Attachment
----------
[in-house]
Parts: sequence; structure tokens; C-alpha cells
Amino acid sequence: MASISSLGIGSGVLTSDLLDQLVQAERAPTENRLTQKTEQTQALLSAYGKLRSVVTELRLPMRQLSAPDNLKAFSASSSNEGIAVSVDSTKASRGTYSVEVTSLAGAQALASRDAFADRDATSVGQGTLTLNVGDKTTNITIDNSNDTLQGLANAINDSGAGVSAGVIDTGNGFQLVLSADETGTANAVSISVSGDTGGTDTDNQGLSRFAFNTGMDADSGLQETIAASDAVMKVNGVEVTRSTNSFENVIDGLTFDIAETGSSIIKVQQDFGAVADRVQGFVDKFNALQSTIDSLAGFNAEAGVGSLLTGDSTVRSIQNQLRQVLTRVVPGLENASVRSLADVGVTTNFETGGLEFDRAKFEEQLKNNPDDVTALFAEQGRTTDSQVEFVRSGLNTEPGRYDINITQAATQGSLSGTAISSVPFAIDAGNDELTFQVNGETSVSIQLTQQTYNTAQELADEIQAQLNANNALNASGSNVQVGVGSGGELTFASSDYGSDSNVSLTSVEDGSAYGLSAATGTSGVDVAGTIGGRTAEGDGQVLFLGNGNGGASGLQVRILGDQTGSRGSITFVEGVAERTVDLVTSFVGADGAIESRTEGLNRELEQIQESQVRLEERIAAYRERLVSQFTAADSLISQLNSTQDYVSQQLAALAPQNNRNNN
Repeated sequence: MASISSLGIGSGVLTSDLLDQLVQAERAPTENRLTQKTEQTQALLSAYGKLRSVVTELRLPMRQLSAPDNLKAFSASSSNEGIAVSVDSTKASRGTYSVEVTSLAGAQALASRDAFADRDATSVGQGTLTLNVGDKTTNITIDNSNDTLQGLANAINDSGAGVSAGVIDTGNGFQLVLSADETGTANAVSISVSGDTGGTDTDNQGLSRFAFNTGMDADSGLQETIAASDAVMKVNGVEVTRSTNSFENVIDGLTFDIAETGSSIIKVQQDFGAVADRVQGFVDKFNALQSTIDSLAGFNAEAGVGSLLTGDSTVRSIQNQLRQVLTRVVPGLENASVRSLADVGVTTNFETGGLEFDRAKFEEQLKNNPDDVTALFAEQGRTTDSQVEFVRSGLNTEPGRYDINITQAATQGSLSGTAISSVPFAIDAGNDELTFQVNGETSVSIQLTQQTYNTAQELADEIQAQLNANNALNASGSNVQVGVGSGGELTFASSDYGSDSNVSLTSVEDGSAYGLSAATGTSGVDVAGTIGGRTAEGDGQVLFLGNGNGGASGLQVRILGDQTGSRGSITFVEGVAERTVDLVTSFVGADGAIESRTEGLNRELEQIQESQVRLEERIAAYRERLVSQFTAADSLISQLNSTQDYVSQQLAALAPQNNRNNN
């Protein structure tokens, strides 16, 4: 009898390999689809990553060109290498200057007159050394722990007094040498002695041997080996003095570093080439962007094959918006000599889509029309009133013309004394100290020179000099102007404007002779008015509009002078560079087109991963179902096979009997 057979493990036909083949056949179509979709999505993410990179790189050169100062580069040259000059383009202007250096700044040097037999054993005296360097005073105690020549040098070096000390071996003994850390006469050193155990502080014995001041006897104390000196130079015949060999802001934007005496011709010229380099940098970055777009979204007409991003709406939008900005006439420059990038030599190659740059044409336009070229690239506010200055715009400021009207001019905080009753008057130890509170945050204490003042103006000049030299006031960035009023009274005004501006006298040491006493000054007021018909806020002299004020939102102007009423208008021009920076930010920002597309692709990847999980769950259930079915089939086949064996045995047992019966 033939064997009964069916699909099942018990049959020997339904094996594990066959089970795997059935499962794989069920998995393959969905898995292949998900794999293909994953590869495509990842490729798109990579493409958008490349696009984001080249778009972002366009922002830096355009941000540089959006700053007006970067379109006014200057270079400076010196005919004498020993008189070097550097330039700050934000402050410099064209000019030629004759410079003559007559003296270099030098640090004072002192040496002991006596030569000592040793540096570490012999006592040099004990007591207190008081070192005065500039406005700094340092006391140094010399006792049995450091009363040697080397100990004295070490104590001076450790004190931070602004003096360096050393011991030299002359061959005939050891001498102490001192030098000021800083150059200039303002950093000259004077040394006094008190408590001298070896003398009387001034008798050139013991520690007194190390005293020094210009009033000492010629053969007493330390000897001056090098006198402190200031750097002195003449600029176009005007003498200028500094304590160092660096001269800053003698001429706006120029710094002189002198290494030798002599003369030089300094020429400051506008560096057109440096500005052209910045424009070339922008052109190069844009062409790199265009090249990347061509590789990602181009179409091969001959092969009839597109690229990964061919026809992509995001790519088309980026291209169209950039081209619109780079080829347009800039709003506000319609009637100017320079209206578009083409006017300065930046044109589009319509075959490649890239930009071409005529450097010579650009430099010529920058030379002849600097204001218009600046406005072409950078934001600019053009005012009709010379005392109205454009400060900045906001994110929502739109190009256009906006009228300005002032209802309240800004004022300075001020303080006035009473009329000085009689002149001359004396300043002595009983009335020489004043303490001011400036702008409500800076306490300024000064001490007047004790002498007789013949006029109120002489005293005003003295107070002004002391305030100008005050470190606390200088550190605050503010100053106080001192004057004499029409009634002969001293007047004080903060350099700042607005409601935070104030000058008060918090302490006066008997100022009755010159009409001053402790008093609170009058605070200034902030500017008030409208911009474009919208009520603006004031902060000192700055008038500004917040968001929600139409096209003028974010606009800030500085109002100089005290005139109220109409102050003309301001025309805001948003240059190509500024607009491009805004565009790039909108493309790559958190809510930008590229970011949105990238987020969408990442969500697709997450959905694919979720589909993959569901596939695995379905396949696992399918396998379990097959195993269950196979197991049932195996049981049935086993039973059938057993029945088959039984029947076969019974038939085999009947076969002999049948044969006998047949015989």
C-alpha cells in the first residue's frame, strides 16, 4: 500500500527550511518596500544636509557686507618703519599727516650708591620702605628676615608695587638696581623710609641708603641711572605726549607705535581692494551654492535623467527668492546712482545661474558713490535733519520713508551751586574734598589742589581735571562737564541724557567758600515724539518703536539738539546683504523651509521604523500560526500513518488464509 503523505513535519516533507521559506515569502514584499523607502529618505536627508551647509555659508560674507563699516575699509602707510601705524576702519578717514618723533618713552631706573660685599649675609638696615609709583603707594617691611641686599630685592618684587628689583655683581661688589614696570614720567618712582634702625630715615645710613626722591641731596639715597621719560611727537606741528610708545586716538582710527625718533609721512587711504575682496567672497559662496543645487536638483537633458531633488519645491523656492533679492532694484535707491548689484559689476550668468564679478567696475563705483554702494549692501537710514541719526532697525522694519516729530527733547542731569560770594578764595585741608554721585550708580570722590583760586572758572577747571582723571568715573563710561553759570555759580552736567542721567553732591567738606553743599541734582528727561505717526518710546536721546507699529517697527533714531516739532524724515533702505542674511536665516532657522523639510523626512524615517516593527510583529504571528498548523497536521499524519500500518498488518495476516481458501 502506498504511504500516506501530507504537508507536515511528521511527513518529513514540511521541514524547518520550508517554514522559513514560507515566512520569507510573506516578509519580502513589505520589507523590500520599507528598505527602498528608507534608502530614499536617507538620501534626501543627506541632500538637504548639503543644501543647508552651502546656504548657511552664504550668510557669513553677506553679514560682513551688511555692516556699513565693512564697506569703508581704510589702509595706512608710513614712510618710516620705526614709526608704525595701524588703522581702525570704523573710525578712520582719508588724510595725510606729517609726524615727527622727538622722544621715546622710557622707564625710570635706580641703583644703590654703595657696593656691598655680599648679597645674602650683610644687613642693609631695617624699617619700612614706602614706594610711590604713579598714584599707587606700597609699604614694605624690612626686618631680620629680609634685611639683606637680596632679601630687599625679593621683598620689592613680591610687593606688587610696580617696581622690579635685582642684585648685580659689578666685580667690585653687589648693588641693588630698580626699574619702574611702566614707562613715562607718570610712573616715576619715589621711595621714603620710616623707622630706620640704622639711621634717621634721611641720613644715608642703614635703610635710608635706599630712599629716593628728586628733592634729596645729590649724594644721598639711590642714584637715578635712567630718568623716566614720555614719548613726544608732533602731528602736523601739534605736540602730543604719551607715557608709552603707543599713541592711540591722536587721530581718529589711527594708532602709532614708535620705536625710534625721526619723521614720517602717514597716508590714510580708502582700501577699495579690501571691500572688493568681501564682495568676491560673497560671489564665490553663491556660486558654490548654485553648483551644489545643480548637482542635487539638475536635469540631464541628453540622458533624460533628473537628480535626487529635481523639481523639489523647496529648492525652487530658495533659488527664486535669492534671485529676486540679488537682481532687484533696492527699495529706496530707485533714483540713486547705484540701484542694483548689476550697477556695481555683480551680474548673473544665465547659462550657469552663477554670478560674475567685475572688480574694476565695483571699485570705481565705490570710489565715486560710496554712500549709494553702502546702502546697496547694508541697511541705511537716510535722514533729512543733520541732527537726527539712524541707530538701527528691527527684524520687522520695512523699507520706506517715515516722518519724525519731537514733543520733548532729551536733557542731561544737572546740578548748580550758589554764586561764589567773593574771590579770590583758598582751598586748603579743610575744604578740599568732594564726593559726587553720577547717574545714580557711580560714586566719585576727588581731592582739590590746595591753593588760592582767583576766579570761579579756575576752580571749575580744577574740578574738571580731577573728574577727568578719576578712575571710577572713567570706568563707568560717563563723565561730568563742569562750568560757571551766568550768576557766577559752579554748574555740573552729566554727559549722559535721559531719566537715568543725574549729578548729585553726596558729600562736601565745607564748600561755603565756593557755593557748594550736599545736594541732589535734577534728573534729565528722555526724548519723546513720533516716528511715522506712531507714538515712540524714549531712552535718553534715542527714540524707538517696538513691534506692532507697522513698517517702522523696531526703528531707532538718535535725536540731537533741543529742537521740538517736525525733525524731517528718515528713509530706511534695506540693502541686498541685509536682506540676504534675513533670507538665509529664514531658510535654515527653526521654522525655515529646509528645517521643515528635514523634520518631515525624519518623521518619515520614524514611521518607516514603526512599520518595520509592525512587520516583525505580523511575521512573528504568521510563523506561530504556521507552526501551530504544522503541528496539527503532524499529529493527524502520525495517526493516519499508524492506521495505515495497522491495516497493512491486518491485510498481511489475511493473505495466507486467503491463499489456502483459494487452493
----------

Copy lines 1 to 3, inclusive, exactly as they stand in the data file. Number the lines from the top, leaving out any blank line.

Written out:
[in-house]
Parts: sequence; structure tokens; C-alpha cells
Amino acid sequence: MASISSLGIGSGVLTSDLLDQLVQAERAPTENRLTQKTEQTQALLSAYGKLRSVVTELRLPMRQLSAPDNLKAFSASSSNEGIAVSVDSTKASRGTYSVEVTSLAGAQALASRDAFADRDATSVGQGTLTLNVGDKTTNITIDNSNDTLQGLANAINDSGAGVSAGVIDTGNGFQLVLSADETGTANAVSISVSGDTGGTDTDNQGLSRFAFNTGMDADSGLQETIAASDAVMKVNGVEVTRSTNSFENVIDGLTFDIAETGSSIIKVQQDFGAVADRVQGFVDKFNALQSTIDSLAGFNAEAGVGSLLTGDSTVRSIQNQLRQVLTRVVPGLENASVRSLADVGVTTNFETGGLEFDRAKFEEQLKNNPDDVTALFAEQGRTTDSQVEFVRSGLNTEPGRYDINITQAATQGSLSGTAISSVPFAIDAGNDELTFQVNGETSVSIQLTQQTYNTAQELADEIQAQLNANNALNASGSNVQVGVGSGGELTFASSDYGSDSNVSLTSVEDGSAYGLSAATGTSGVDVAGTIGGRTAEGDGQVLFLGNGNGGASGLQVRILGDQTGSRGSITFVEGVAERTVDLVTSFVGADGAIESRTEGLNRELEQIQESQVRLEERIAAYRERLVSQFTAADSLISQLNSTQDYVSQQLAALAPQNNRNNN